Several student organizations at Loyola University New Orleans have made efforts to aid in tornado relief and cleanup. While the school is not equipped with tools to send students out and immediately start rebuilding, they encourage students to find ways to help, according to a report by Dannielle Garcia of The Maroon.
A panel of experts from Tulane Law School on Wednesday afternoon will discuss the executive order by President Trump that attempted to halt travel to the United States from seven Muslim countries before it was blocked by a federal judge.
Loyola University received more bad publicity this past week when it was accused of discriminating against one of their students on the basis of his profession. He was a cop.
It occurred this past Wednesday when Sergeant Josh Collins of the Jefferson Parish Sheriff’s Office attended a class in “Law and Morality” dressed in SWAT fatigues. He’d been attending classes there in criminal justice for eight years and normally wore plainclothes but didn’t that day because he was too busy to change. He was also openly wearing his sidearm.
Speaking Monday at the kick-off of Tulane University’s new ByWater Institute fellowship program, Lt. Governor Billy Nungessser said that President-Elect Donald Trump will create jobs and economic opportunities in Louisiana, especially in the oil and gas industry. “President Trump is going to be good for business in Louisiana,” said Nungesser.
The entire life of Donald J. Trump has been a study in shifting character — from the New York playboy and brash investor who rose to fame in the 1980s, to the wizened, demanding businessman who dominated The Apprentice, to the rabble-rousing ideologue who captured the Republican nomination.
Now that Trump has been elected President, said New York Times columnist Maureen Dowd to a packed audience at Tulane on Wednesday night, no one really has any idea what kind of character he will assume next.
Maureen Dowd — the New York Times columnist known for sharp criticism of both Republicans and the Clinton camp alike — will speak Wednesday at Tulane University as part of a tour for her new book, “The Year of Voting Dangerously.”
The Tulane University Police Department (TUPD) and PJ’s Coffee of New Orleans (PJ’s) will to host the first “Coffee With a Cop” program at 5 p.m. on October 26. The program is an opportunity for community members to come together with the TUPD in an informal space to discuss community issues, build relationships, and drink coffee.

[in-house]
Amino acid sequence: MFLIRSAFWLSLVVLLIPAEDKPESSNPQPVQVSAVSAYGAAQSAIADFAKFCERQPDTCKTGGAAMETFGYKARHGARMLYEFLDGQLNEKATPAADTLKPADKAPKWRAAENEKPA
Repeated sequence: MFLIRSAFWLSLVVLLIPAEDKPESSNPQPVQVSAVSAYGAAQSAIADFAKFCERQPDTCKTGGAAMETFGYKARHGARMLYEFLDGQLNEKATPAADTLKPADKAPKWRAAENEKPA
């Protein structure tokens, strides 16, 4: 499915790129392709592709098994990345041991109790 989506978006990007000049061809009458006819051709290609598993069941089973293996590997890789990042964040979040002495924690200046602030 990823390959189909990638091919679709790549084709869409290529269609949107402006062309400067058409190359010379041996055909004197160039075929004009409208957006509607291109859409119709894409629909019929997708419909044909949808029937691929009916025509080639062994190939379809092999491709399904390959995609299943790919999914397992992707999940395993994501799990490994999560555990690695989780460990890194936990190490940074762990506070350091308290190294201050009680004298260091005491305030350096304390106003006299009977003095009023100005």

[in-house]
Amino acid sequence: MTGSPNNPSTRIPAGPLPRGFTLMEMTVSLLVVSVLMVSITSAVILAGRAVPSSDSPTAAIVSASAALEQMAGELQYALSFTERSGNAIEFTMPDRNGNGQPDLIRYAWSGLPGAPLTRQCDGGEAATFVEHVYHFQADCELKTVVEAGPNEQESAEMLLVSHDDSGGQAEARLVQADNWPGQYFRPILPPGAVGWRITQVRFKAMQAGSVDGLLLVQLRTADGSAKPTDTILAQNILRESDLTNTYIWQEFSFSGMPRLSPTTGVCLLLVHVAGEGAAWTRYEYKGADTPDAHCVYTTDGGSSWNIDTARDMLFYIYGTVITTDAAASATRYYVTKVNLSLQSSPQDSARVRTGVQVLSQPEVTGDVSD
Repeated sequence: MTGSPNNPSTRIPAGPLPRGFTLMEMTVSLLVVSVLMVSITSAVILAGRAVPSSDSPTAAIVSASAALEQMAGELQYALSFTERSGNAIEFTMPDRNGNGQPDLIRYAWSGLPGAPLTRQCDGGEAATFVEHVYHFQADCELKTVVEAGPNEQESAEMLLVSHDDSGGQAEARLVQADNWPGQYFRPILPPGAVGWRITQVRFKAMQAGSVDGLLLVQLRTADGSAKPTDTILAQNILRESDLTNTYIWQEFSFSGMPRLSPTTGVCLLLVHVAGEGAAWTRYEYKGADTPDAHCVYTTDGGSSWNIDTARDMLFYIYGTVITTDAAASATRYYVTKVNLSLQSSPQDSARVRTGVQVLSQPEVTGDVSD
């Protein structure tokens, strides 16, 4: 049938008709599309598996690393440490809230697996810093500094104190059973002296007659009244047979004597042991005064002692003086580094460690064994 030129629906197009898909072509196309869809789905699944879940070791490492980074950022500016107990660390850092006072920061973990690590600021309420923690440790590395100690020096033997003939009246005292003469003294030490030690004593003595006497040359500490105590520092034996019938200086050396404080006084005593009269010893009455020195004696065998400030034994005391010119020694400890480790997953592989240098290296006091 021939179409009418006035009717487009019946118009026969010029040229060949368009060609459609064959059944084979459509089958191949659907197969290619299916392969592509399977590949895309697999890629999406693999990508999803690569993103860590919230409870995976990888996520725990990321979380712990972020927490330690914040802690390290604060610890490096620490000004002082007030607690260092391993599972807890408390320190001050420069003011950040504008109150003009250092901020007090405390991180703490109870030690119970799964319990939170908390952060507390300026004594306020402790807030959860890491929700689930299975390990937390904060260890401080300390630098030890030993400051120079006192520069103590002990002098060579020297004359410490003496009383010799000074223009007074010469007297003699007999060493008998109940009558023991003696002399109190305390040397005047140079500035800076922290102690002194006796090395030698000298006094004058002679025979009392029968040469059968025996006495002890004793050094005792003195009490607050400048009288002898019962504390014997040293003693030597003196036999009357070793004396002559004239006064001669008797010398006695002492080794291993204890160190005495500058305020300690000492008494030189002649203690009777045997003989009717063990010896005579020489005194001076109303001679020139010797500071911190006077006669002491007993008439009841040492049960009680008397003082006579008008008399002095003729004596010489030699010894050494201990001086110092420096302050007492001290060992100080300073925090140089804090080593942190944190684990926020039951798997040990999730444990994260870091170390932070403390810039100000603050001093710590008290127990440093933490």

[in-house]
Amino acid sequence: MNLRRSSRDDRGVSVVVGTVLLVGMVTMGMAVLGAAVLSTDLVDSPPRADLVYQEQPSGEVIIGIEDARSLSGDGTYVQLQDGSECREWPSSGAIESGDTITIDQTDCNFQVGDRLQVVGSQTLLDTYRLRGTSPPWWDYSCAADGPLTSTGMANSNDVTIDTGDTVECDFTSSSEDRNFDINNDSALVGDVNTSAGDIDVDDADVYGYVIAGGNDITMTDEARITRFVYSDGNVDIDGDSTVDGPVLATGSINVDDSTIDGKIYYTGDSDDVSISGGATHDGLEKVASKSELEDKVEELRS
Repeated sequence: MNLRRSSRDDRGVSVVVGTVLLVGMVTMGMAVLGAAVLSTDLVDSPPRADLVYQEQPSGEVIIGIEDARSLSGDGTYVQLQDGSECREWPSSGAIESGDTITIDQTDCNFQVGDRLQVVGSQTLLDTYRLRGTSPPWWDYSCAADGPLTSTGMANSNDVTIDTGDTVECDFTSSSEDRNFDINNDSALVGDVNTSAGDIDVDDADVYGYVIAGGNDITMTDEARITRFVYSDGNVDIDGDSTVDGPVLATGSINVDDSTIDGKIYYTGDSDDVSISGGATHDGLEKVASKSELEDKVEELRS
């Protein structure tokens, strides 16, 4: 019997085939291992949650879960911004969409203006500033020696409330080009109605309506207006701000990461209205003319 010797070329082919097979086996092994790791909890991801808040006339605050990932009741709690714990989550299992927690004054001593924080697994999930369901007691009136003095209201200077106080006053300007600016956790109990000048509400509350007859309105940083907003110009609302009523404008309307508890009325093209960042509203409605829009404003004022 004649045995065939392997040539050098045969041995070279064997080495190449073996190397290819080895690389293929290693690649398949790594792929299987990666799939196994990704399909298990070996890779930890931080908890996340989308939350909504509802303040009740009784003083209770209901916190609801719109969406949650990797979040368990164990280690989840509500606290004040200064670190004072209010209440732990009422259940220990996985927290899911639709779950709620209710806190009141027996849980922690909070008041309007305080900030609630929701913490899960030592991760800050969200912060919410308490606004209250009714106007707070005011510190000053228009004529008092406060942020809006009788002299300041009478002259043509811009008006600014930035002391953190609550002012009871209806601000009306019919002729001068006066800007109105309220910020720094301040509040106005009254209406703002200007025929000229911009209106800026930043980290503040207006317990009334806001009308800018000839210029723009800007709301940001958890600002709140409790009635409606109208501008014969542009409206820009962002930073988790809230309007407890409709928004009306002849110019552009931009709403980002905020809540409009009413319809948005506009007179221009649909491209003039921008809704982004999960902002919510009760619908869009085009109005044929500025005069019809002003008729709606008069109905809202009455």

Panera Bread, Zatarain’s, burritos, Asian dishes have joined the WOW Wingery and other familiar vendors in the Lavin-Bernick food court, which Tulane University officials rededicated Tuesday with the unveiling of a new large “Angry Wave” mascot logo.
On Saturday night it was the running game that dominated the offense for both teams. Tulane finished the night with 240 passing yards versus 21 passing yards. Navy finished the night with 287 rushing yards versus 59 passing yards. Dontrell Hilliard led the wave with 103 rushing yards. Quarterback Will Worth led Navy with 135 yards rushing. Navy beat Tulane 21-14, handing Tulane another American Athletic Conference loss.
Tulane defeated Southern University in their home-opener 66-21 on Saturday, September 10. The game was also the home debut of new head coach Willie Fritz. The Green Wave got off to a fast start, forcing three turnovers in the first quarter. All three turnovers resulted in touchdowns. Defense and special teams played a huge role in the victory. Perry Nickerson returned an interception for a touchdown in the first quarter. Sherman Badie returned a kickoff 85 yards for a touchdown in the first quarter. Tulane’s running game also carried the game, rushing for seven touchdowns. They relied heavily on spread-option plays, utilizing the athleticism of the quarterbacks and the running backs. Tulane takes on Navy next week at Yulman Stadium.
The terrorists who call themselves the “Islamic State” are abusing the name of a religion that teaches peace and tolerance, creating a cycle of misunderstanding and fear that only feeds the violence, Muslim leaders and federal law enforcement officials said in a forum Tuesday night at Loyola University.